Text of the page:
Meanwhile the family was enjoying the new house at 710 West Adams Street, part of a growing high-end neighborhood, with families such as the Dohenys mere blocks away, Stephen Dorsey a few doors to the east, and William Kerckhoff second house to the west. The house as it looked in 1906:
|710 W. Adams Street|
In early 1912 it was decided that Walter and Virginia would travel out of the country and return on the maiden voyage of the world's soon-to-be most famous ship. Walter filled out the passport paperwork in January, 1912 and all was set to travel.
|J.Ross Clark witnesses son Walter's signature on his passport application Jan. 31, 1912|
|Ross Clark and grandparents J. Ross |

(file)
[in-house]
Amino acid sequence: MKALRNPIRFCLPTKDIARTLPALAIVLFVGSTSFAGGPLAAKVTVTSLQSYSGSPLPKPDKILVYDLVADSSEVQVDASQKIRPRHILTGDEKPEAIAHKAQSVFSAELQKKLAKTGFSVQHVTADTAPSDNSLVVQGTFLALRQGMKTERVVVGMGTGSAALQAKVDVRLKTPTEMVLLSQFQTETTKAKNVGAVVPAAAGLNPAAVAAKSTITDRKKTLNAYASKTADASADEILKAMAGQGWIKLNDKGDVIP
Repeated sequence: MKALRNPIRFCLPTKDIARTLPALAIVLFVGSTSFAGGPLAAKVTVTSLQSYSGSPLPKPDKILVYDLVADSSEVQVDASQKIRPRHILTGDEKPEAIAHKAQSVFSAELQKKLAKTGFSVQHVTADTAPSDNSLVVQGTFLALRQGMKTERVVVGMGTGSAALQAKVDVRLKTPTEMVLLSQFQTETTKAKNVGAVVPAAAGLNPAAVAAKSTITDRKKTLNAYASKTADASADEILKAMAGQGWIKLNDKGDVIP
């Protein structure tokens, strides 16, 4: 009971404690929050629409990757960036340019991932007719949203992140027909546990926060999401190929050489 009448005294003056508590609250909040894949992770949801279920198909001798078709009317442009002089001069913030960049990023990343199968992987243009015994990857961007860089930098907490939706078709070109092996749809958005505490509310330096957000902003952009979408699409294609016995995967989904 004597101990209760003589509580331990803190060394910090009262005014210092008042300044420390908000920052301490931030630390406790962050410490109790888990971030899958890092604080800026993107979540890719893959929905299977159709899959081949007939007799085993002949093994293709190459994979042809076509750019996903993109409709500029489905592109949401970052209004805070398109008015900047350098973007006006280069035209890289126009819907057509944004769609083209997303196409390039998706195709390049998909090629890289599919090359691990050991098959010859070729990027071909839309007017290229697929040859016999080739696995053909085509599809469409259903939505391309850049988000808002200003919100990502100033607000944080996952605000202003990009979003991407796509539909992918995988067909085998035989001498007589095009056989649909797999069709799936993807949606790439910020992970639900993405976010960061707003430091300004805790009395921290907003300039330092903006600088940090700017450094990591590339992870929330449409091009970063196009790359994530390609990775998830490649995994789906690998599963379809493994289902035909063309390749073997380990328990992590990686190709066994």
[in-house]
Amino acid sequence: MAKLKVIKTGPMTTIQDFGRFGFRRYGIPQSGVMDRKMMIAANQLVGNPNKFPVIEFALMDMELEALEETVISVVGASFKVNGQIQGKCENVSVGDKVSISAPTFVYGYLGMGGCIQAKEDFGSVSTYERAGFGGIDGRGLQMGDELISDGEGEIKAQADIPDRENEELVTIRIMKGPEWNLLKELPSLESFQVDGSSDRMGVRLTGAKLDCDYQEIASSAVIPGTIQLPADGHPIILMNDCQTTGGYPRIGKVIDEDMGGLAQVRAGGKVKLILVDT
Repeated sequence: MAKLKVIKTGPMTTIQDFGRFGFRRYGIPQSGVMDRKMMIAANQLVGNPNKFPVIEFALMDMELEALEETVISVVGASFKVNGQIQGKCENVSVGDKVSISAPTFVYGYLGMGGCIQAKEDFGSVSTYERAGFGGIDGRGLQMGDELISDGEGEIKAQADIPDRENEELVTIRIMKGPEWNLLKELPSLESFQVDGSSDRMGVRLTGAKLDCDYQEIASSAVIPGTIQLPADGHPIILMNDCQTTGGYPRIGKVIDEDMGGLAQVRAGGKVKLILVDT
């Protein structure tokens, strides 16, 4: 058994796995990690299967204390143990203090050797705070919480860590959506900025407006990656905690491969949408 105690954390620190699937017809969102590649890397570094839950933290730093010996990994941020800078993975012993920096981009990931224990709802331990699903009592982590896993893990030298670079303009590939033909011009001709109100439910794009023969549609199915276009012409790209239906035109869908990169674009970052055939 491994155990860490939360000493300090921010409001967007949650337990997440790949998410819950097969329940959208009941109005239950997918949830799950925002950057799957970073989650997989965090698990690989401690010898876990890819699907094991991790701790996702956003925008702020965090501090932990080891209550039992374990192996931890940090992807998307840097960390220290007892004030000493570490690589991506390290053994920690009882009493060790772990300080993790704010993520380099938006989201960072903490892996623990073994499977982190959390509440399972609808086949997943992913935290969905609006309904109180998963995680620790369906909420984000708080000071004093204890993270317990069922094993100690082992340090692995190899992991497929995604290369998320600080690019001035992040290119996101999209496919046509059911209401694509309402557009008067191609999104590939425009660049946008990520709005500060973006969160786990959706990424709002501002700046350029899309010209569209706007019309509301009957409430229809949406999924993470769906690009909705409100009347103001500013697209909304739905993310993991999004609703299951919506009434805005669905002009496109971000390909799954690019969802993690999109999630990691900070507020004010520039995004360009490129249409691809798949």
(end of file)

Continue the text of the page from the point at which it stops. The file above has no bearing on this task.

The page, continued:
and Miriam--courtesy of UNLV Collections
In 1913, Homes and Gardens of the Pacific Coast Volume II Los Angeles had this to say about the Clark house on West Adams:
"The home of Mr. Clark shows many interesting English features, notably the brick and half timber construction. The training of the vines over a large portion of the exposed surface, the placing of the small trees and shrubs, and the fine old palms, give the home an air of quiet seclusion. The grounds are well laid out, and are enclosed with wrought iron fences supported by heavy cement posts, over which vines have been trained in a very pleasing manner."
|Clark Mausoleum |
(Note Date on steps at left)
Reference: William Andrews Clark; PBS profile
710 West Adams Boulevard